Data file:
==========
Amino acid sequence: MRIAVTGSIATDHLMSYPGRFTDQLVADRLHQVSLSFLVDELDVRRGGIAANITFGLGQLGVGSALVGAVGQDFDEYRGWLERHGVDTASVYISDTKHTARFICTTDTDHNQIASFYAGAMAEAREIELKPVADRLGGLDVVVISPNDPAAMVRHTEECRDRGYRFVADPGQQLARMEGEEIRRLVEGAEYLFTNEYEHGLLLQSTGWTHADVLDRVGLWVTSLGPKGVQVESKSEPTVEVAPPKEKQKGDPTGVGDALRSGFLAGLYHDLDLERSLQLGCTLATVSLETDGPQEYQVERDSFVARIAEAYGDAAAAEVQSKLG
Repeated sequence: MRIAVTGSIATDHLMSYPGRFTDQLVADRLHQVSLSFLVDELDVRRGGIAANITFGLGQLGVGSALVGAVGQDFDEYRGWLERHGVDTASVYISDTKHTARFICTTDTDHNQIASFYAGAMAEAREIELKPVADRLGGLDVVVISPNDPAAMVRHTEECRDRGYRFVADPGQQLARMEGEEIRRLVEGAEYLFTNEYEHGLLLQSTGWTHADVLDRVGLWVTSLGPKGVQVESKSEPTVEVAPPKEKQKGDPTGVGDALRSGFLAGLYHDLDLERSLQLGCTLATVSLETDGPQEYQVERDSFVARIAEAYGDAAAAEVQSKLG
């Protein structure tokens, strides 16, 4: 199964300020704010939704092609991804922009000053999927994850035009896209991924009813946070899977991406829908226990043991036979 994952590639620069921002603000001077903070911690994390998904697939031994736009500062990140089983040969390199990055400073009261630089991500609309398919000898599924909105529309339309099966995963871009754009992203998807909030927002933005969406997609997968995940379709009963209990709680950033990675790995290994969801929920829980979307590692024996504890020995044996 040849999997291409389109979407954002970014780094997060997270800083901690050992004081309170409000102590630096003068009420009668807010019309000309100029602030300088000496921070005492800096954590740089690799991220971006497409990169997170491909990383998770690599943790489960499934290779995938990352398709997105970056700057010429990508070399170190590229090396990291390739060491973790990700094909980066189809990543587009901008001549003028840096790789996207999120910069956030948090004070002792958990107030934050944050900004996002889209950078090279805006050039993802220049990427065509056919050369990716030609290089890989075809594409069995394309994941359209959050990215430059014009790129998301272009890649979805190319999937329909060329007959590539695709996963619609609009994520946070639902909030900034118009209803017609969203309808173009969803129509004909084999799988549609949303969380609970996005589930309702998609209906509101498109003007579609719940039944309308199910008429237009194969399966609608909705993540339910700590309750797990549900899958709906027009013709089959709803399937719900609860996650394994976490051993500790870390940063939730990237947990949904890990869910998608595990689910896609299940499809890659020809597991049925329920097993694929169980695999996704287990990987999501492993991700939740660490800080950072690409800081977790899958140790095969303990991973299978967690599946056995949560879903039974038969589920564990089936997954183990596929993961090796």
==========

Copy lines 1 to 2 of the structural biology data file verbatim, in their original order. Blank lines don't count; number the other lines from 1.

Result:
Amino acid sequence: MRIAVTGSIATDHLMSYPGRFTDQLVADRLHQVSLSFLVDELDVRRGGIAANITFGLGQLGVGSALVGAVGQDFDEYRGWLERHGVDTASVYISDTKHTARFICTTDTDHNQIASFYAGAMAEAREIELKPVADRLGGLDVVVISPNDPAAMVRHTEECRDRGYRFVADPGQQLARMEGEEIRRLVEGAEYLFTNEYEHGLLLQSTGWTHADVLDRVGLWVTSLGPKGVQVESKSEPTVEVAPPKEKQKGDPTGVGDALRSGFLAGLYHDLDLERSLQLGCTLATVSLETDGPQEYQVERDSFVARIAEAYGDAAAAEVQSKLG
Repeated sequence: MRIAVTGSIATDHLMSYPGRFTDQLVADRLHQVSLSFLVDELDVRRGGIAANITFGLGQLGVGSALVGAVGQDFDEYRGWLERHGVDTASVYISDTKHTARFICTTDTDHNQIASFYAGAMAEAREIELKPVADRLGGLDVVVISPNDPAAMVRHTEECRDRGYRFVADPGQQLARMEGEEIRRLVEGAEYLFTNEYEHGLLLQSTGWTHADVLDRVGLWVTSLGPKGVQVESKSEPTVEVAPPKEKQKGDPTGVGDALRSGFLAGLYHDLDLERSLQLGCTLATVSLETDGPQEYQVERDSFVARIAEAYGDAAAAEVQSKLG